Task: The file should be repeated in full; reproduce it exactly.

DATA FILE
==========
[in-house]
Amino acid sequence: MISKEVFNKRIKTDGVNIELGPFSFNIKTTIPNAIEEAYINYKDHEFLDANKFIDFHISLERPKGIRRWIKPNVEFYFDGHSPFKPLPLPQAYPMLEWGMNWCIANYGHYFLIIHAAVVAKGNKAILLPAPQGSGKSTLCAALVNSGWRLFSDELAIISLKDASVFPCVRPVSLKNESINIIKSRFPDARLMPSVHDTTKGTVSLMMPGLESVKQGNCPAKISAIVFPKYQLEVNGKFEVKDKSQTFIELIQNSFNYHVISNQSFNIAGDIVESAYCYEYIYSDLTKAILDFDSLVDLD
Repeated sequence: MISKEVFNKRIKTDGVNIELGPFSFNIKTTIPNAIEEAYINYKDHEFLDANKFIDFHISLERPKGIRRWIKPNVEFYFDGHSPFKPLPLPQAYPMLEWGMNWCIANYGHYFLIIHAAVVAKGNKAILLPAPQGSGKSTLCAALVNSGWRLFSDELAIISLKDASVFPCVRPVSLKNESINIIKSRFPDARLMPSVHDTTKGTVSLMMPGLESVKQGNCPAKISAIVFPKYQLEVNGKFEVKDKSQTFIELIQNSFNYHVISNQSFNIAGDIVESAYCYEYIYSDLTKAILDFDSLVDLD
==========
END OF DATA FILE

[in-house]
Amino acid sequence: MISKEVFNKRIKTDGVNIELGPFSFNIKTTIPNAIEEAYINYKDHEFLDANKFIDFHISLERPKGIRRWIKPNVEFYFDGHSPFKPLPLPQAYPMLEWGMNWCIANYGHYFLIIHAAVVAKGNKAILLPAPQGSGKSTLCAALVNSGWRLFSDELAIISLKDASVFPCVRPVSLKNESINIIKSRFPDARLMPSVHDTTKGTVSLMMPGLESVKQGNCPAKISAIVFPKYQLEVNGKFEVKDKSQTFIELIQNSFNYHVISNQSFNIAGDIVESAYCYEYIYSDLTKAILDFDSLVDLD
Repeated sequence: MISKEVFNKRIKTDGVNIELGPFSFNIKTTIPNAIEEAYINYKDHEFLDANKFIDFHISLERPKGIRRWIKPNVEFYFDGHSPFKPLPLPQAYPMLEWGMNWCIANYGHYFLIIHAAVVAKGNKAILLPAPQGSGKSTLCAALVNSGWRLFSDELAIISLKDASVFPCVRPVSLKNESINIIKSRFPDARLMPSVHDTTKGTVSLMMPGLESVKQGNCPAKISAIVFPKYQLEVNGKFEVKDKSQTFIELIQNSFNYHVISNQSFNIAGDIVESAYCYEYIYSDLTKAILDFDSLVDLD